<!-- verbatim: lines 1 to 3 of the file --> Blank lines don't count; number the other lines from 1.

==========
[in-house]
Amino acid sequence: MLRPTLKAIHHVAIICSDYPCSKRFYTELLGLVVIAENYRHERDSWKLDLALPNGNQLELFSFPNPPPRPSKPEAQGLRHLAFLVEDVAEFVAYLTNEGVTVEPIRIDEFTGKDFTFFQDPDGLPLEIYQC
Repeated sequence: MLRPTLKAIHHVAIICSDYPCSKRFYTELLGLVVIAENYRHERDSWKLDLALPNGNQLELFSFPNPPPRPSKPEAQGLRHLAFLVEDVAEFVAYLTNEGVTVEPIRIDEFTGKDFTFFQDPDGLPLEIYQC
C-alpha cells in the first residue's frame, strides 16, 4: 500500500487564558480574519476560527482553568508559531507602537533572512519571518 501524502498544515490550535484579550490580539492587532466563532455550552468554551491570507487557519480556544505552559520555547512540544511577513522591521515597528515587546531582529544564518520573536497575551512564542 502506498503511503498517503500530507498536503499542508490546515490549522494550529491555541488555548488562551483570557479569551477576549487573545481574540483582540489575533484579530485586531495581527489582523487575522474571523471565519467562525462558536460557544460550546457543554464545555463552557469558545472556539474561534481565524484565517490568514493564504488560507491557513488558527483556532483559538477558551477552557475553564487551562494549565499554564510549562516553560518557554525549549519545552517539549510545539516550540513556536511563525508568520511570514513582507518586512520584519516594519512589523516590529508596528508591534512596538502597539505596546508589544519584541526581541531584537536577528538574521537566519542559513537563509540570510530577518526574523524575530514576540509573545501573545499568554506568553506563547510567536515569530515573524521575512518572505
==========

[in-house]
Amino acid sequence: MLRPTLKAIHHVAIICSDYPCSKRFYTELLGLVVIAENYRHERDSWKLDLALPNGNQLELFSFPNPPPRPSKPEAQGLRHLAFLVEDVAEFVAYLTNEGVTVEPIRIDEFTGKDFTFFQDPDGLPLEIYQC
Repeated sequence: MLRPTLKAIHHVAIICSDYPCSKRFYTELLGLVVIAENYRHERDSWKLDLALPNGNQLELFSFPNPPPRPSKPEAQGLRHLAFLVEDVAEFVAYLTNEGVTVEPIRIDEFTGKDFTFFQDPDGLPLEIYQC